Saturday, 3 October 2015

My Experiences of Welfare

Written by Rob Ponsford

The right to a useful and remunerative job in the industries or shops or farms or mines of the Nation;
The right to earn enough to provide adequate food and clothing and recreation;
The right of every farmer to raise and sell his products at a return which will give him and his family a decent living;
The right of every businessman, large and small, to trade in an atmosphere of freedom from unfair competition and domination by monopolies at home or abroad;
The right of every family to a decent home;
The right to adequate medical care and the opportunity to achieve and enjoy good health;
The right to adequate protection from the economic fears of old age, sickness, accident, and unemployment;
The right to a good education. 
All of these rights spell security. And after this war is won we must be prepared to move forward, in the implementation of these rights, to new goals of human happiness and well-being.”

This was spoken by President Franklin Delano Roosevelt, in what he dubbed the second bill of rights and while it may seem odd to use an American President’s words when discussing welfare in this country, it serves to highlight a point.

So what do I know of welfare? In truth quite a bit, in my working life I have been unemployed a total of 4 times for various reasons and for different lengths of time from a few months, to 18 months. During these periods I have experienced various schemes designed to “help” the reality is of course that help is the furthest thing from the agenda.

During the 1980's there were schemes that provided training for the unemployed in fact my own father was able to obtain his HGV license through such an scheme and has never been unemployed since. In 2015 there is no such scheme, The Work Program consists of being handled by a third party organization (A4e, Prospects, Working Links) who in the first instant access how “job ready” you are.

The less job ready you are the more things will be done with you such as CV building workshops, mock interview and even work experience, things that may very well help. However to be classed as job ready and these third party organizations have very little to offer and in all honesty will wait around and wait until you find work and then claim credit for this to get paid.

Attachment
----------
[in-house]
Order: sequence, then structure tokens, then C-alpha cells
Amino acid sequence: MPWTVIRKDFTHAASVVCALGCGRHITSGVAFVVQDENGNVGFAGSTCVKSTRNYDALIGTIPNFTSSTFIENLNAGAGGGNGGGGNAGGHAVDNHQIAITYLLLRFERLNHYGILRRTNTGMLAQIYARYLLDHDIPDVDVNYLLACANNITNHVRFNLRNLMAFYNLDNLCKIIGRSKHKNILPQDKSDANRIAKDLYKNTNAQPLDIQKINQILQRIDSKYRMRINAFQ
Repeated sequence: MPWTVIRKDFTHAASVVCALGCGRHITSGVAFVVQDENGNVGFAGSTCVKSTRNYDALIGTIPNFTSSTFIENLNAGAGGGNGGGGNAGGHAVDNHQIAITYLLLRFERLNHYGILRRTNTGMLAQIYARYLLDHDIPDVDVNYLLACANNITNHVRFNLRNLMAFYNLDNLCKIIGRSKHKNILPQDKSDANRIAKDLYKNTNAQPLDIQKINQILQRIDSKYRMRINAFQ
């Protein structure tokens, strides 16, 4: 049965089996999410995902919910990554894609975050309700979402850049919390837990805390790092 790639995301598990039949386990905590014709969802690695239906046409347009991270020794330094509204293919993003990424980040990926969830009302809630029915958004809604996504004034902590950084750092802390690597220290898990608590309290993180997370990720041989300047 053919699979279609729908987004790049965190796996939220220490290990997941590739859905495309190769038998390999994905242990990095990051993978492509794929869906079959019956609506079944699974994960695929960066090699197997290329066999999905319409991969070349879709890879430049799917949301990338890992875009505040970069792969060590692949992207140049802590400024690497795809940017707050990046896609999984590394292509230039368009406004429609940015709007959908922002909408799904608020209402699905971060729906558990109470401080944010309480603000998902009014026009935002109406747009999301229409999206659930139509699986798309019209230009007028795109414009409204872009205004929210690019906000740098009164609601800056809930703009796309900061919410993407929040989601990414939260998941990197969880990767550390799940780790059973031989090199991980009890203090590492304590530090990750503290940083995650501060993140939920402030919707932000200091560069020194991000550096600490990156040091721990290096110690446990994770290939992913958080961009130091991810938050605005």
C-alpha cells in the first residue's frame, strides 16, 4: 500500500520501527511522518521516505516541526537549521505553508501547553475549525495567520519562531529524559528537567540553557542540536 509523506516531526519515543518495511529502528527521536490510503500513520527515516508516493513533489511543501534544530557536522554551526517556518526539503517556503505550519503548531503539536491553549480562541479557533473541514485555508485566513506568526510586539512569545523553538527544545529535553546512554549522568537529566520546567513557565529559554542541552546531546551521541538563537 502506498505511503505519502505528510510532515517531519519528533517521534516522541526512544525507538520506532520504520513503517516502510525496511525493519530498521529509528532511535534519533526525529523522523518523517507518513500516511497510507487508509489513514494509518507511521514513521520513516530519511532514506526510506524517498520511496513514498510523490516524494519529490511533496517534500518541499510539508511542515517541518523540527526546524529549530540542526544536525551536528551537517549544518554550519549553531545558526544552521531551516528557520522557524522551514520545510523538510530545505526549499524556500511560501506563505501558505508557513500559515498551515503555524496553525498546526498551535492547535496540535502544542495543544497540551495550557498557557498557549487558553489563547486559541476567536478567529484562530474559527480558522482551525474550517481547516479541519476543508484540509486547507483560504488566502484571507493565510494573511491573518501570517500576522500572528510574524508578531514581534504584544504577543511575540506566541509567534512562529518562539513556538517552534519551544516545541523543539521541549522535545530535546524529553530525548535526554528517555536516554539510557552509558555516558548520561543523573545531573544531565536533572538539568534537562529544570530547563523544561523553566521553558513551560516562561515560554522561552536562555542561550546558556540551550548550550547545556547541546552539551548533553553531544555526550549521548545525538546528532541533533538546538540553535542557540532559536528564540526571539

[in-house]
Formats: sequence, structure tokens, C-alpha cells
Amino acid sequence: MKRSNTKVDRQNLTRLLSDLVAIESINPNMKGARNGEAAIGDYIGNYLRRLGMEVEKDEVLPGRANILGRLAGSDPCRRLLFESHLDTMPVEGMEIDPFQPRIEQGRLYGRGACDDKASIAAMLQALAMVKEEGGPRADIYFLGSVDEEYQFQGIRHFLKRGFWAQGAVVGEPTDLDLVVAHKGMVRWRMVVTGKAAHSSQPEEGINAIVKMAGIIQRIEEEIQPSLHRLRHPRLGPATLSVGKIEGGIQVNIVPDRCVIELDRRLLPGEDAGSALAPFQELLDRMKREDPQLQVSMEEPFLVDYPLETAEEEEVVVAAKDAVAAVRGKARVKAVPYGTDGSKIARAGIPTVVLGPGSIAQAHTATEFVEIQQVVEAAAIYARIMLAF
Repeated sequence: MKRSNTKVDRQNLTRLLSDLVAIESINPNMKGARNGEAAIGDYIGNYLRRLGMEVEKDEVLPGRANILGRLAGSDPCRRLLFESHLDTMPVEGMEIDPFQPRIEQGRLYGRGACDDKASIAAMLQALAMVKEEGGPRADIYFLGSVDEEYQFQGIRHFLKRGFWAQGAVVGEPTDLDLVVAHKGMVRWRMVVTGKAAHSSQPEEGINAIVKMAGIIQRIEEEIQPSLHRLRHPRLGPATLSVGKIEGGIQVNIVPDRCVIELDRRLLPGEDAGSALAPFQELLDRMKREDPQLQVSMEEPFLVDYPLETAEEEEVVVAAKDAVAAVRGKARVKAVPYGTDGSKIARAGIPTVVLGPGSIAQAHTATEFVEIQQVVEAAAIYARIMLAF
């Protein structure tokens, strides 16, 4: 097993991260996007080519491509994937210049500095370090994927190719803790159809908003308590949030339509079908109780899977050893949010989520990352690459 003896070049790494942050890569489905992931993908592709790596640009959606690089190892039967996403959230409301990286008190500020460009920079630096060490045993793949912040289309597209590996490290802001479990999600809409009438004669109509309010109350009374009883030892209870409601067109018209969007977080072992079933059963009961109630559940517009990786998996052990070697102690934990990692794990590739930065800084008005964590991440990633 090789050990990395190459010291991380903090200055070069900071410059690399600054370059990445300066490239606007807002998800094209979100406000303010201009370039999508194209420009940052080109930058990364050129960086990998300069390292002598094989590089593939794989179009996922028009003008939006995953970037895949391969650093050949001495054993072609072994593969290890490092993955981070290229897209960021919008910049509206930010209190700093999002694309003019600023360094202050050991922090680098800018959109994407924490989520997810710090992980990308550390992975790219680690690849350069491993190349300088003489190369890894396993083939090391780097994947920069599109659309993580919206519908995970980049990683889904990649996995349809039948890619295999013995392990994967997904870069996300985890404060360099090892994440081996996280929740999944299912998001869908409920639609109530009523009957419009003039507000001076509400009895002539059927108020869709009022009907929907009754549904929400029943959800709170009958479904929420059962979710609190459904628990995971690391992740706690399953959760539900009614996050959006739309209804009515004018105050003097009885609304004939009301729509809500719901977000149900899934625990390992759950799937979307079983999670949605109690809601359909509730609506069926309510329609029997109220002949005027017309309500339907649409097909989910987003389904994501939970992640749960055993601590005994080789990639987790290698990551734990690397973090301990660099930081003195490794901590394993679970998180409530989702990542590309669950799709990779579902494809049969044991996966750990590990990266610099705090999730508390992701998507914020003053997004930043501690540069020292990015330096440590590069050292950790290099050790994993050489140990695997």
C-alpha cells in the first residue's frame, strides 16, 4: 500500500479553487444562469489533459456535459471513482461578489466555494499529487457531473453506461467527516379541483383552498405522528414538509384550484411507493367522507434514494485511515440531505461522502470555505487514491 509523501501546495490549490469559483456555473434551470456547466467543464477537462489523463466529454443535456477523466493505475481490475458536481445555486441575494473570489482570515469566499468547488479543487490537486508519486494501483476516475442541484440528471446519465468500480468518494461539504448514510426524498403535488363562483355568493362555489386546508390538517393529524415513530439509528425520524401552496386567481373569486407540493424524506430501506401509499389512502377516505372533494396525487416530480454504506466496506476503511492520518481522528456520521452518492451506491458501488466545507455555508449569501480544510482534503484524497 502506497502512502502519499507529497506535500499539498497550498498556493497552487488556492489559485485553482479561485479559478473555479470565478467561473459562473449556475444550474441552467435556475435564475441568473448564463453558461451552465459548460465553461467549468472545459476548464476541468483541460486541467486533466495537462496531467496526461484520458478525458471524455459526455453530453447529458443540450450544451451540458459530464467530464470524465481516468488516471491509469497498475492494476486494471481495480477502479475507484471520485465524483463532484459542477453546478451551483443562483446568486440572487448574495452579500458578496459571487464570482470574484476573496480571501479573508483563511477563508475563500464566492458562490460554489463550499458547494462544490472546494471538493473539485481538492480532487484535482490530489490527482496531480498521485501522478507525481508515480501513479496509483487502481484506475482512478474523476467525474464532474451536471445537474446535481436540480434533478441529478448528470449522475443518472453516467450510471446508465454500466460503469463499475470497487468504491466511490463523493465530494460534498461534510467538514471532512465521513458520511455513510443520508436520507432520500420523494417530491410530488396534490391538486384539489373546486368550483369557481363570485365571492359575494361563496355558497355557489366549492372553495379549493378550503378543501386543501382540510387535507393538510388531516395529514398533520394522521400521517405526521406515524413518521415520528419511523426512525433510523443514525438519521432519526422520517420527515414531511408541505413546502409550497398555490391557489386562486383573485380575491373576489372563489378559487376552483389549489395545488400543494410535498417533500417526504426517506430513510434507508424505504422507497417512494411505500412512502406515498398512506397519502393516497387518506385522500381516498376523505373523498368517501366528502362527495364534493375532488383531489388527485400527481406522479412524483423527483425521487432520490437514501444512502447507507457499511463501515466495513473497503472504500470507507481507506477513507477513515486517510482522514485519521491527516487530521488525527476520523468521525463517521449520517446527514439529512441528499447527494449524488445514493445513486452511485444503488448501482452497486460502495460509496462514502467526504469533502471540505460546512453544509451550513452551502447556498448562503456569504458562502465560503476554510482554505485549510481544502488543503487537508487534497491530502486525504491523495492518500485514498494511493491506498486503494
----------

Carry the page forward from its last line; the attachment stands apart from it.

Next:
As happened to me I had been on the hailed Work Program for 3 months and had been found work ready, had my CV assessed and had a few words changed here and there and then nothing. I had signed on with different agencies and as luck would have it I was offered a 4 month temp assignment.

My temp role ended up lasting considerable longer, however all good things must come to an end as did this job, so back to the job centre I went and having had several temp jobs over a number of years I made the decision that this time I would take nothing less than a job that would last at least 12 months to try and break the trap that had become temp work.

This led to my longest time unemployed, 18 months. So I would look for work and sign on and each fortnight my revolving door of “advisors” would ask is there anything we can do for you. Each time my response was well what can you offer me, can I get training for this or that?

The short answer was “No” the explanation was we are simply not funded to provide that sort of in depth training. Many people who have never had to sign on have asked me ‘well why wont they help you what advice did you get?’

It shocked them to discover that a Job Centre Advisor is actually classed as an Admin Officer, in other words they are administrators and that is what happens to you when you sign on. You are administered, your job seeking evidence is checked and verified and you may be given some specific tasks to do before next signing on.